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Maureen Feighan
The Detroit News
Rochester’s Meadow Brook Hall will hold a series of events in February inspired by “Downton Abbey."

Meadow Brook Hall hosts

‘Downton Days’ in February

Masterpiece’s “Downton Abbey” may be in its final season, but our fascination with that aristocratic era will linger long after the final credits roll. Oakland County’s own version of “Downton Abbey,” Meadow Brook Hall, the 88,000-square-foot home of Matilda Dodge Wilson and her second husband, Alfred Wilson, will host a series of tours and events in February inspired by the show called “Downton Days.” A unique tour called “ A Servant’s Life” will explore the life downstairs for staff at Meadow Brook. The only tour times still available are noon Feb. 12 and Feb. 28. Tickets are $35. There also will be a “Downton”-inspired Tea & Talk on Feb. 9, 16 and 23 that will start with a tea in the Christopher Wren dining room. Tickets are $55. And there will be a Lunch & Lecture on Feb. 11 and 25 with a lecture by Meadow Brook’s curator on how the inventions and politics of the early 20th century altered British society and country estate living. Tickets are $45. For more information, call (248) 364-6252 or visit meadowbrookhall.org.

Gorman’s holds warehouse sale,

opening for clearance center

Gorman’s Home Furnishings and Interior Design will hold a two-day warehouse sale and grand opening of its new Three-Day Clearance Center Feb. 6-7 in Farmington Hills. Sofas, bedrooms, dining sets, recliners, accents, mattress sets, summer furniture and rugs will all be marked down 40 to 70 percent. The sale runs from 12-5 p.m. both days. “We’ve doubled the warehouse space just for this event so our customers will get two times the space, the product and the savings,” said Tom Lias, Gorman’s president. The clearance center is at 23231 Industrial Park Drive at the corner of Halsted.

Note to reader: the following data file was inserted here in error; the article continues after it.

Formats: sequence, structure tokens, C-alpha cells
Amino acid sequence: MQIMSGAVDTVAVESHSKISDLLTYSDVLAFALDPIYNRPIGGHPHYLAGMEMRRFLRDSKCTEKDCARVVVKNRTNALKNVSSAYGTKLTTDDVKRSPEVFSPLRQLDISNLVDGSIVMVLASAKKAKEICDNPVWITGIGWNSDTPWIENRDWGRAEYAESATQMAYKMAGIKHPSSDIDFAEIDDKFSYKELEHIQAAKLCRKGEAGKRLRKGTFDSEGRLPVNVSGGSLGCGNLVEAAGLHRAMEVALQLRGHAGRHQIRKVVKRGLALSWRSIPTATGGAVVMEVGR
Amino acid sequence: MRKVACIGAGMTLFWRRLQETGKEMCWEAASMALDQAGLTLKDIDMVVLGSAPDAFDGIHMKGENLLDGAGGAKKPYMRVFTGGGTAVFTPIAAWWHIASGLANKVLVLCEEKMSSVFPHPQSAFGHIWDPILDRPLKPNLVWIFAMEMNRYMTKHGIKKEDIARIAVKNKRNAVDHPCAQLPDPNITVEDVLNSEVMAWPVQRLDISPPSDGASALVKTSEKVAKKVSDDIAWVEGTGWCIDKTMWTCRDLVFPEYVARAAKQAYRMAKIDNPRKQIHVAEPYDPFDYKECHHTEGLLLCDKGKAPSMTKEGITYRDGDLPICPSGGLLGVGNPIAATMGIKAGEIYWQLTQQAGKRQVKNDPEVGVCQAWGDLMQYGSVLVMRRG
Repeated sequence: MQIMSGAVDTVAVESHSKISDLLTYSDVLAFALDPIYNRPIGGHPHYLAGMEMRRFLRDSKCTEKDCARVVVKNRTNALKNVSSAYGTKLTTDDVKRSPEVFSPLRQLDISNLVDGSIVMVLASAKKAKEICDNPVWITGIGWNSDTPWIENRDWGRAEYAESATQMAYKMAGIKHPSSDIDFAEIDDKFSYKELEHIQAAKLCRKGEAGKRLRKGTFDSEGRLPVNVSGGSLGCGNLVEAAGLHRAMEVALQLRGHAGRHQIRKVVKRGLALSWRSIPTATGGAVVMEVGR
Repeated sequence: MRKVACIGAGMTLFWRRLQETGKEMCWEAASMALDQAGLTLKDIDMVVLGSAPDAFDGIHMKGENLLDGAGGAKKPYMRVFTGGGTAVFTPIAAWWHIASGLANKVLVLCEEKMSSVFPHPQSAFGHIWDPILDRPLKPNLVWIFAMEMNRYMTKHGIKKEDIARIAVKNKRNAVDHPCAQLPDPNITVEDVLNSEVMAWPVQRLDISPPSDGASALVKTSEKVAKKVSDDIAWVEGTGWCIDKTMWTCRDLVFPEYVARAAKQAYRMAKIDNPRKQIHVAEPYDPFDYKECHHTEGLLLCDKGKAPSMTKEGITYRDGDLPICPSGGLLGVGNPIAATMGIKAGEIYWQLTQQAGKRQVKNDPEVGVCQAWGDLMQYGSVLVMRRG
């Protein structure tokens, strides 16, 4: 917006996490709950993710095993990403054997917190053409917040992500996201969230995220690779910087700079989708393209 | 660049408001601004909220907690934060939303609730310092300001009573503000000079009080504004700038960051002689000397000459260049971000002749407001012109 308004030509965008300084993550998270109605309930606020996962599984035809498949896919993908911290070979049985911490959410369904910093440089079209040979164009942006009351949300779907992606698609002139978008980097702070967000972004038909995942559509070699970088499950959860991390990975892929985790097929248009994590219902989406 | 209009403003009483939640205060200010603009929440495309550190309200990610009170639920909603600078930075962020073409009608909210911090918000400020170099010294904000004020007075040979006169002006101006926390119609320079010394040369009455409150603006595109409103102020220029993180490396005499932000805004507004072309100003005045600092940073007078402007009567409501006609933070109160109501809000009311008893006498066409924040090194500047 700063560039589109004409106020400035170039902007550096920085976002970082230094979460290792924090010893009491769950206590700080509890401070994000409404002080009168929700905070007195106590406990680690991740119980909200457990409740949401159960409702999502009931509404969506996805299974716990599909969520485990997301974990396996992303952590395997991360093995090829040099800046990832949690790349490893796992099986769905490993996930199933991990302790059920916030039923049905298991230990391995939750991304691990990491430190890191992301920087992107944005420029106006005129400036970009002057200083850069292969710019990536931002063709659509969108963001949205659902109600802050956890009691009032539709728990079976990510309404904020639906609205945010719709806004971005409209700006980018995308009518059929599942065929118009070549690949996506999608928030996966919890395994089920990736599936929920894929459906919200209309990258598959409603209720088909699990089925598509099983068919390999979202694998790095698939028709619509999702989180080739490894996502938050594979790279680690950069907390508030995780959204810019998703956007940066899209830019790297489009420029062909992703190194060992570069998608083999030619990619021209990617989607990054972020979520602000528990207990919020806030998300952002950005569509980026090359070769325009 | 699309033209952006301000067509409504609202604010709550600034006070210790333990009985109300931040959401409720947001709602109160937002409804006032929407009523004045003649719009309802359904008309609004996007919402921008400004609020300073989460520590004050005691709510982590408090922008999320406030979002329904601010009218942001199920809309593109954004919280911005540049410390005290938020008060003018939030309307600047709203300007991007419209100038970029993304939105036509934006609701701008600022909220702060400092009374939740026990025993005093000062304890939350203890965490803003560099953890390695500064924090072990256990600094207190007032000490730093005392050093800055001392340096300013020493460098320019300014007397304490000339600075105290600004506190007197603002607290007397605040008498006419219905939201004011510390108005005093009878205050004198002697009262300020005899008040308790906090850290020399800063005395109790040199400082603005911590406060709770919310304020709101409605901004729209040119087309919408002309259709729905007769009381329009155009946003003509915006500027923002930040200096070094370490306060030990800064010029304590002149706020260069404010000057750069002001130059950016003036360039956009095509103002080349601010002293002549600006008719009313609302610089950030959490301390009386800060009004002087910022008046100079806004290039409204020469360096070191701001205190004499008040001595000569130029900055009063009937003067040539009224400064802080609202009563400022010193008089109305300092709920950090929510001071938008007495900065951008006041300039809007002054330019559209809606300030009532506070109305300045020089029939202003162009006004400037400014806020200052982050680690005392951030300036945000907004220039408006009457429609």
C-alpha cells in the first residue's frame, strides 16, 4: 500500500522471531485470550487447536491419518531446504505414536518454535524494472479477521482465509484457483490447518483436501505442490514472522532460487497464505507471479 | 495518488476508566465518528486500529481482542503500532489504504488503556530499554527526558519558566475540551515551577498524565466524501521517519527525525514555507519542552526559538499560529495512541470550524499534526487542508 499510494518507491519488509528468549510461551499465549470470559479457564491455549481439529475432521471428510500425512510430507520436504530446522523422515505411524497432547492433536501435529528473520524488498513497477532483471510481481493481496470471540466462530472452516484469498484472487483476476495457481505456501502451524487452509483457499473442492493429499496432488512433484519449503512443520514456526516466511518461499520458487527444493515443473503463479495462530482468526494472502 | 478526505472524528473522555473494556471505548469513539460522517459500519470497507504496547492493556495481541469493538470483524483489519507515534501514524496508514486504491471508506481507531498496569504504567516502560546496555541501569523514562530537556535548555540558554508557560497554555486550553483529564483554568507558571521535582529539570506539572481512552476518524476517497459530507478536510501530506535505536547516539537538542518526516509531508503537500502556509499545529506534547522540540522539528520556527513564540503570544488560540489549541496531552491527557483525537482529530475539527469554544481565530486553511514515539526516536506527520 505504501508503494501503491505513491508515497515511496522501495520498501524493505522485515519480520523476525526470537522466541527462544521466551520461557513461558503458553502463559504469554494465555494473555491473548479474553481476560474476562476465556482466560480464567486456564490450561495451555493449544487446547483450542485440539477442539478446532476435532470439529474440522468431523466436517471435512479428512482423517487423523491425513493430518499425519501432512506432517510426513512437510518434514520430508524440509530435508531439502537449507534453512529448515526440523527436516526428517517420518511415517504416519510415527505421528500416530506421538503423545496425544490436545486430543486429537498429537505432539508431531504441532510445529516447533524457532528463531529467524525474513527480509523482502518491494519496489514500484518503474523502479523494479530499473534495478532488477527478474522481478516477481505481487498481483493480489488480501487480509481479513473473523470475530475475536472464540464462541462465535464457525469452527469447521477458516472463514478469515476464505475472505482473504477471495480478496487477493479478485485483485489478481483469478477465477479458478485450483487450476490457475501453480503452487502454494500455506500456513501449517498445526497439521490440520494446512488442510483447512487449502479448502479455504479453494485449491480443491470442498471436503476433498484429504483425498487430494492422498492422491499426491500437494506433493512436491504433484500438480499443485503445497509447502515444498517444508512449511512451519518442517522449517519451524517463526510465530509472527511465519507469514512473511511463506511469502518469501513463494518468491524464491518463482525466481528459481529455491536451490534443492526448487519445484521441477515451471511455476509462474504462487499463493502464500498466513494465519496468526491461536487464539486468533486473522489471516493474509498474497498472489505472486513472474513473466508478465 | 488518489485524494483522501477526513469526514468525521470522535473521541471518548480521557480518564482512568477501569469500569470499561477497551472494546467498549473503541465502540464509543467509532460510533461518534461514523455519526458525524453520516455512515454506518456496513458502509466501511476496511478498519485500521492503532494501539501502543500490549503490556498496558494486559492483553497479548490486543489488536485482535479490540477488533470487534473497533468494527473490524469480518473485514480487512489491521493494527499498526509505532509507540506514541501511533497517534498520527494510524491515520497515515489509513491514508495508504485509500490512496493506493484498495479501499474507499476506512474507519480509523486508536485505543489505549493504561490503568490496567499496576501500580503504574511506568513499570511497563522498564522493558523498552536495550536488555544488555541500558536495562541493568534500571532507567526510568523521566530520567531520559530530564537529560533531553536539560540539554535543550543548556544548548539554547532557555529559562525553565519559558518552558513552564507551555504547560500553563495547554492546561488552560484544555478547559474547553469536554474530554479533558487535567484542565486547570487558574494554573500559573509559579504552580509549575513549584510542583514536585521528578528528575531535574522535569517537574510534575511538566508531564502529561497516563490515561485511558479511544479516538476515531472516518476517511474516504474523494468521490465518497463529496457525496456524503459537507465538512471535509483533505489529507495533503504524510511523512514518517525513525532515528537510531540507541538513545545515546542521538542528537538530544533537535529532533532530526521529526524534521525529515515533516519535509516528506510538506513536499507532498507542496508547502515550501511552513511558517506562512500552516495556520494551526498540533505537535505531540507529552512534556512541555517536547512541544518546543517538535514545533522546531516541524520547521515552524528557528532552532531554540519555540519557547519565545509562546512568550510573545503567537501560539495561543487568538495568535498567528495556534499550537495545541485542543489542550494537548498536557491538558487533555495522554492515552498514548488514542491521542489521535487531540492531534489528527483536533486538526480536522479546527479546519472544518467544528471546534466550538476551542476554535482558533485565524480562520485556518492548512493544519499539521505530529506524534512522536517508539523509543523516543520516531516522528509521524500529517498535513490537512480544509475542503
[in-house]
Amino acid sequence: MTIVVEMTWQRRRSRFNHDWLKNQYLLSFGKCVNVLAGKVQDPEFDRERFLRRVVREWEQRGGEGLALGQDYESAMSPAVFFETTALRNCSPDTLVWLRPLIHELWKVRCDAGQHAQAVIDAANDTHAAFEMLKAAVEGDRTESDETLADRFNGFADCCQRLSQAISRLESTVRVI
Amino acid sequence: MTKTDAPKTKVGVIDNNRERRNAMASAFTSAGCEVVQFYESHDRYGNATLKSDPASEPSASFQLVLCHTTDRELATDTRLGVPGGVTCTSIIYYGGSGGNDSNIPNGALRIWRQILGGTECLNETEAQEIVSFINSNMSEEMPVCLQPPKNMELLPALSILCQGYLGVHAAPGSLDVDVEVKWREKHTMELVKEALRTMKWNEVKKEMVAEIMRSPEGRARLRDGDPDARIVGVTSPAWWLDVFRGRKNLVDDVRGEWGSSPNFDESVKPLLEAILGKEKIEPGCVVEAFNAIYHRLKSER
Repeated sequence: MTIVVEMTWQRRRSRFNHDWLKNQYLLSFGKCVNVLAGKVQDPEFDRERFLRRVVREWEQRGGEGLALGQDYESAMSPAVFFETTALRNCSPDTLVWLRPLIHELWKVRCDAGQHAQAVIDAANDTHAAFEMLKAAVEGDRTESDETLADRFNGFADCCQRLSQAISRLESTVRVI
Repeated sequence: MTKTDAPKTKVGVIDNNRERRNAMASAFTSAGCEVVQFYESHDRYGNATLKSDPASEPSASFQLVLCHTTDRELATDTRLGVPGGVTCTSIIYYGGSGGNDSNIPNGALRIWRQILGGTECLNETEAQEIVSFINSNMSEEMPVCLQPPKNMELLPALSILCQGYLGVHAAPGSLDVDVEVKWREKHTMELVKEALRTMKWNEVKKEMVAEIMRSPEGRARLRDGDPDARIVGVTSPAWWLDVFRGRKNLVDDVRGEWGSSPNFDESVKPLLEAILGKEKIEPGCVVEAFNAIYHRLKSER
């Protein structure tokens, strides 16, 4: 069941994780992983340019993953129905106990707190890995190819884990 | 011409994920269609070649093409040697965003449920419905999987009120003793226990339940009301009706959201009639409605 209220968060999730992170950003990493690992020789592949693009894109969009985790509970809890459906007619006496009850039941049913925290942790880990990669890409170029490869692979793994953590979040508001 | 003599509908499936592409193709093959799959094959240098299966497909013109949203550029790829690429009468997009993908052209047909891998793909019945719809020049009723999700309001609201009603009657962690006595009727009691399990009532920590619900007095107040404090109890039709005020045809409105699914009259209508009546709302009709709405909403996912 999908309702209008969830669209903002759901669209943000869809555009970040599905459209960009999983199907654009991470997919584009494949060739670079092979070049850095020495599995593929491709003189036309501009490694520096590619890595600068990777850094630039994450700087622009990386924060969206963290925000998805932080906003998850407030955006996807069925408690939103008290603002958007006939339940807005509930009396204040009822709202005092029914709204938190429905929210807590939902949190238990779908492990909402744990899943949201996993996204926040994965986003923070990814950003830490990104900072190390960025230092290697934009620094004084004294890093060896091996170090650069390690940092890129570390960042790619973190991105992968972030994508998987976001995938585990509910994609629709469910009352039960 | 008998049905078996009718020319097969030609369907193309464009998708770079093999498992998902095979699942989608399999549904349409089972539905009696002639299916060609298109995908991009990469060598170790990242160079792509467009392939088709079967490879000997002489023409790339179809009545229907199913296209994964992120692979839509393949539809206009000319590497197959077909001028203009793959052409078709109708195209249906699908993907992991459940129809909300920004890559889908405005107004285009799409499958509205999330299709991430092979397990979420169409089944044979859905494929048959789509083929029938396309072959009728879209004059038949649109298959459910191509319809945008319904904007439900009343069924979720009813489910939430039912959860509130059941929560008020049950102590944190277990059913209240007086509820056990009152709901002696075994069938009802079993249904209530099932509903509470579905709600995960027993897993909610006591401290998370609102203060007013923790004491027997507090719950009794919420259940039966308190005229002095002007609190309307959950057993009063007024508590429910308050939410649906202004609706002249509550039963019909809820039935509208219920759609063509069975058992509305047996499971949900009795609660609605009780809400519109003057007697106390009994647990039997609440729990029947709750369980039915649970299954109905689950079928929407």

"Spark Joy" by Marie Kondo.

Japanese organizer’s book

shows how to ‘Spark Joy’

Her tiny book sent shockwaves through cluttered closets and drawers across the globe. Marie Kondo, a Japanese organizer and best-selling author of “The Life-Changing Magic of Tidying Up,” recommended that the best way to take control of our overstuffed lives was to only keep belongings that “spark joy.” Now, Kondo has written a companion book to her bestseller with that very name, “Spark Joy” ($18.99, Ten Speed Press). Published earlier this month, the illustrative guide offers tips on everything from folding irregularly shaped shirts to how to fold plastic bags. “Only two skills are necessary to successfully put your house in order: the ability to keep what sparks joy and chuck the rest, and the ability to decide where to keep each thing you choose and always put it back in its place,” writes Kondo.

A mixed media collage by local artist and retired principal Judy McReynolds-Bowman.

Local gallery unveils Black History Month event

Just in time for Black History Month, Jo’s Gallery in Detroit is unveiling a special show this weekend featuring the work of two local female artists. Judy McReynolds-Bowman is a retired Detroit Public Schools principal who took art classes in college and now makes large mixed media collages inspired by everyday life (her work is pictured). Alex P. Ford attended Detroit’s High School of Fine and Performing Arts. Her expertise is with acrylics. “Dynamic Abstracts and Dynamic Collages” opens Saturday at Jo’s Gallery, 19376 Livernois, and runs through Feb. 19. The gallery is open 11 a.m. to 6:30 p.m. Tuesday through Saturday and 1-4 p.m. Sundays.